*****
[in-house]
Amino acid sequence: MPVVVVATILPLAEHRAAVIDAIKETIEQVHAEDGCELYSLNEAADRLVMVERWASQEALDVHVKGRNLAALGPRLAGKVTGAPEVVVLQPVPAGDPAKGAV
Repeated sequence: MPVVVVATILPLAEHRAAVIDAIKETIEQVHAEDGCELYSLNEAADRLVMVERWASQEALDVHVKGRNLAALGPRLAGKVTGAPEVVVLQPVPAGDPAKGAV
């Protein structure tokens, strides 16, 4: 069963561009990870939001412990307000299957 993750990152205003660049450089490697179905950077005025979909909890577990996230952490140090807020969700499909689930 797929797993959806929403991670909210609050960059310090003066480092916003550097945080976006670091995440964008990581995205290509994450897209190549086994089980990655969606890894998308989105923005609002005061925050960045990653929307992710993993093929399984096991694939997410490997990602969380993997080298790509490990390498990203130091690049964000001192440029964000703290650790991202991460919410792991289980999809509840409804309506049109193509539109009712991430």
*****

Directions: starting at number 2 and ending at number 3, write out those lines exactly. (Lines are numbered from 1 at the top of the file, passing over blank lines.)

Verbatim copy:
Amino acid sequence: MPVVVVATILPLAEHRAAVIDAIKETIEQVHAEDGCELYSLNEAADRLVMVERWASQEALDVHVKGRNLAALGPRLAGKVTGAPEVVVLQPVPAGDPAKGAV
Repeated sequence: MPVVVVATILPLAEHRAAVIDAIKETIEQVHAEDGCELYSLNEAADRLVMVERWASQEALDVHVKGRNLAALGPRLAGKVTGAPEVVVLQPVPAGDPAKGAV